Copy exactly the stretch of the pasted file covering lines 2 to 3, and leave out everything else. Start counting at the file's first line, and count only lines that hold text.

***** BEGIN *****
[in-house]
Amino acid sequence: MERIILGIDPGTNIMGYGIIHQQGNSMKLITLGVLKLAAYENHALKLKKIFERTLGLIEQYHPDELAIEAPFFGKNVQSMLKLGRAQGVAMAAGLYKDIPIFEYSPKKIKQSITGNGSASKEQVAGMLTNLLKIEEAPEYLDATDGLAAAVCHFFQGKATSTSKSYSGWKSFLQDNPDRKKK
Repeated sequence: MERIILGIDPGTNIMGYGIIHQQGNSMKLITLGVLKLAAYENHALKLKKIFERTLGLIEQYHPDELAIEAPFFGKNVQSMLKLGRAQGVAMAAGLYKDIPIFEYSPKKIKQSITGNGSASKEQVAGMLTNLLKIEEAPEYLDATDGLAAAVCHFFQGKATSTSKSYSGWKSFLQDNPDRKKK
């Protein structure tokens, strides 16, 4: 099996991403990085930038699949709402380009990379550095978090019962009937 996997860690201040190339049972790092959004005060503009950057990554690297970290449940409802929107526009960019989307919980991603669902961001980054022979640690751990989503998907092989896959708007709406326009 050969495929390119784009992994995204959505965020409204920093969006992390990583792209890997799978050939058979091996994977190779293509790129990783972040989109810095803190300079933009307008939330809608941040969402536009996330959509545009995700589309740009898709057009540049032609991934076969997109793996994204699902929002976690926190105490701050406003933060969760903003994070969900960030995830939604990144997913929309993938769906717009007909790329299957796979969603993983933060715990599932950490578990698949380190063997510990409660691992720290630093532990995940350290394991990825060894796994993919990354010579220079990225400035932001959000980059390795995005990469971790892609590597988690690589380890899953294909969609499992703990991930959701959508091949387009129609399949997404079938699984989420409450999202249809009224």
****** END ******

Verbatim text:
Amino acid sequence: MERIILGIDPGTNIMGYGIIHQQGNSMKLITLGVLKLAAYENHALKLKKIFERTLGLIEQYHPDELAIEAPFFGKNVQSMLKLGRAQGVAMAAGLYKDIPIFEYSPKKIKQSITGNGSASKEQVAGMLTNLLKIEEAPEYLDATDGLAAAVCHFFQGKATSTSKSYSGWKSFLQDNPDRKKK
Repeated sequence: MERIILGIDPGTNIMGYGIIHQQGNSMKLITLGVLKLAAYENHALKLKKIFERTLGLIEQYHPDELAIEAPFFGKNVQSMLKLGRAQGVAMAAGLYKDIPIFEYSPKKIKQSITGNGSASKEQVAGMLTNLLKIEEAPEYLDATDGLAAAVCHFFQGKATSTSKSYSGWKSFLQDNPDRKKK